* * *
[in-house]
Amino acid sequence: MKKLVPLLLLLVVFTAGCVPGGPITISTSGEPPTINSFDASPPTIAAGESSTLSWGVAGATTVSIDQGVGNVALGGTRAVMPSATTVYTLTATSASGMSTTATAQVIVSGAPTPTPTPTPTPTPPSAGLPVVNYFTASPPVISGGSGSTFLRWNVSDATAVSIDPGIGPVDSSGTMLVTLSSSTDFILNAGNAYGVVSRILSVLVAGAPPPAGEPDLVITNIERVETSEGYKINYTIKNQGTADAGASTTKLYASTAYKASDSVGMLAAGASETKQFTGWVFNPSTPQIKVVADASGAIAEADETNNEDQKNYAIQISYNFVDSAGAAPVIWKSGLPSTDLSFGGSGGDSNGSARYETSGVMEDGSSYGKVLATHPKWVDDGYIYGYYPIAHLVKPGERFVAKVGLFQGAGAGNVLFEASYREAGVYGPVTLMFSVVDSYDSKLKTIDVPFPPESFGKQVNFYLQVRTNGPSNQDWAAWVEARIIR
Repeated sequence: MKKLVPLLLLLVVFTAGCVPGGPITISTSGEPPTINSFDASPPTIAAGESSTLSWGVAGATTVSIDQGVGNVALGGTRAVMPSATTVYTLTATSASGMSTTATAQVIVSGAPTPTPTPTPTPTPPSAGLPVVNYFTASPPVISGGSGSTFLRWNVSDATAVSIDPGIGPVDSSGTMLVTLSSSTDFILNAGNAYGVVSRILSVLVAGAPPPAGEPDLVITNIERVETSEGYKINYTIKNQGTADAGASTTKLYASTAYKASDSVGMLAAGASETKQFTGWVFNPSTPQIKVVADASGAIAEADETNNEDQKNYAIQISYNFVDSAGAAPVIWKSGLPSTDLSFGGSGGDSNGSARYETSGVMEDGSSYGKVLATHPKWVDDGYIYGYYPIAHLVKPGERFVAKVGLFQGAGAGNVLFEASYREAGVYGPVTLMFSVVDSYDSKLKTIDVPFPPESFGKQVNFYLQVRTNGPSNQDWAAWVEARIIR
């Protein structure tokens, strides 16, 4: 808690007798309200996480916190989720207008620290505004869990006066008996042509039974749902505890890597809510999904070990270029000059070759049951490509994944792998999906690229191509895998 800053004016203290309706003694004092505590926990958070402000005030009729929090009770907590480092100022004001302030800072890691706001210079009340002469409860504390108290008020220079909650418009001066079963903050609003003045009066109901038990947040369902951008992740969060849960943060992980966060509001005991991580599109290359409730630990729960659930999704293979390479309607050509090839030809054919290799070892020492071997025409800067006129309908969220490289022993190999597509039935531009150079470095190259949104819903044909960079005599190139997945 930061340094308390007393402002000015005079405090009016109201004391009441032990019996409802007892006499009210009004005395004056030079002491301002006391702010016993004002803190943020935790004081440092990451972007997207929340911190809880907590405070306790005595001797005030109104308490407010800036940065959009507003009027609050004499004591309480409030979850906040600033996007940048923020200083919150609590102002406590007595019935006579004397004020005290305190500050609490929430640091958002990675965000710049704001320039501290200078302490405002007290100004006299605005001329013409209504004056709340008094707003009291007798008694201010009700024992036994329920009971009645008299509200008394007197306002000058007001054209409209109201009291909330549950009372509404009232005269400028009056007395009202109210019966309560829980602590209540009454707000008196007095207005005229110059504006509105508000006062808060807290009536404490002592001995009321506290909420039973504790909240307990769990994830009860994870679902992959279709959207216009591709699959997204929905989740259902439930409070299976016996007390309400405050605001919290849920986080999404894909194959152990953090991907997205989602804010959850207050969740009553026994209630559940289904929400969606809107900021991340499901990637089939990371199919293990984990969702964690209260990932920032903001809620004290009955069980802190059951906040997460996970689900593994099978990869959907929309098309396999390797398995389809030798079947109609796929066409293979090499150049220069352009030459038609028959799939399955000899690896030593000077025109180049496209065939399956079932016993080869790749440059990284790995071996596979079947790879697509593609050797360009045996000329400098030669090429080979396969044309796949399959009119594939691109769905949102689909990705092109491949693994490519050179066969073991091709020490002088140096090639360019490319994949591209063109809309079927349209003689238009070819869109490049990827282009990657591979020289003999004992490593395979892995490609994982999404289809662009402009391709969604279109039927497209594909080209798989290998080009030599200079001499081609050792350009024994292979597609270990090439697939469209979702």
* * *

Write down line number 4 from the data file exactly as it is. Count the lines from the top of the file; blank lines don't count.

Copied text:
């Protein structure tokens, strides 16, 4: 808690007798309200996480916190989720207008620290505004869990006066008996042509039974749902505890890597809510999904070990270029000059070759049951490509994944792998999906690229191509895998 800053004016203290309706003694004092505590926990958070402000005030009729929090009770907590480092100022004001302030800072890691706001210079009340002469409860504390108290008020220079909650418009001066079963903050609003003045009066109901038990947040369902951008992740969060849960943060992980966060509001005991991580599109290359409730630990729960659930999704293979390479309607050509090839030809054919290799070892020492071997025409800067006129309908969220490289022993190999597509039935531009150079470095190259949104819903044909960079005599190139997945 930061340094308390007393402002000015005079405090009016109201004391009441032990019996409802007892006499009210009004005395004056030079002491301002006391702010016993004002803190943020935790004081440092990451972007997207929340911190809880907590405070306790005595001797005030109104308490407010800036940065959009507003009027609050004499004591309480409030979850906040600033996007940048923020200083919150609590102002406590007595019935006579004397004020005290305190500050609490929430640091958002990675965000710049704001320039501290200078302490405002007290100004006299605005001329013409209504004056709340008094707003009291007798008694201010009700024992036994329920009971009645008299509200008394007197306002000058007001054209409209109201009291909330549950009372509404009232005269400028009056007395009202109210019966309560829980602590209540009454707000008196007095207005005229110059504006509105508000006062808060807290009536404490002592001995009321506290909420039973504790909240307990769990994830009860994870679902992959279709959207216009591709699959997204929905989740259902439930409070299976016996007390309400405050605001919290849920986080999404894909194959152990953090991907997205989602804010959850207050969740009553026994209630559940289904929400969606809107900021991340499901990637089939990371199919293990984990969702964690209260990932920032903001809620004290009955069980802190059951906040997460996970689900593994099978990869959907929309098309396999390797398995389809030798079947109609796929066409293979090499150049220069352009030459038609028959799939399955000899690896030593000077025109180049496209065939399956079932016993080869790749440059990284790995071996596979079947790879697509593609050797360009045996000329400098030669090429080979396969044309796949399959009119594939691109769905949102689909990705092109491949693994490519050179066969073991091709020490002088140096090639360019490319994949591209063109809309079927349209003689238009070819869109490049990827282009990657591979020289003999004992490593395979892995490609994982999404289809662009402009391709969604279109039927497209594909080209798989290998080009030599200079001499081609050792350009024994292979597609270990090439697939469209979702």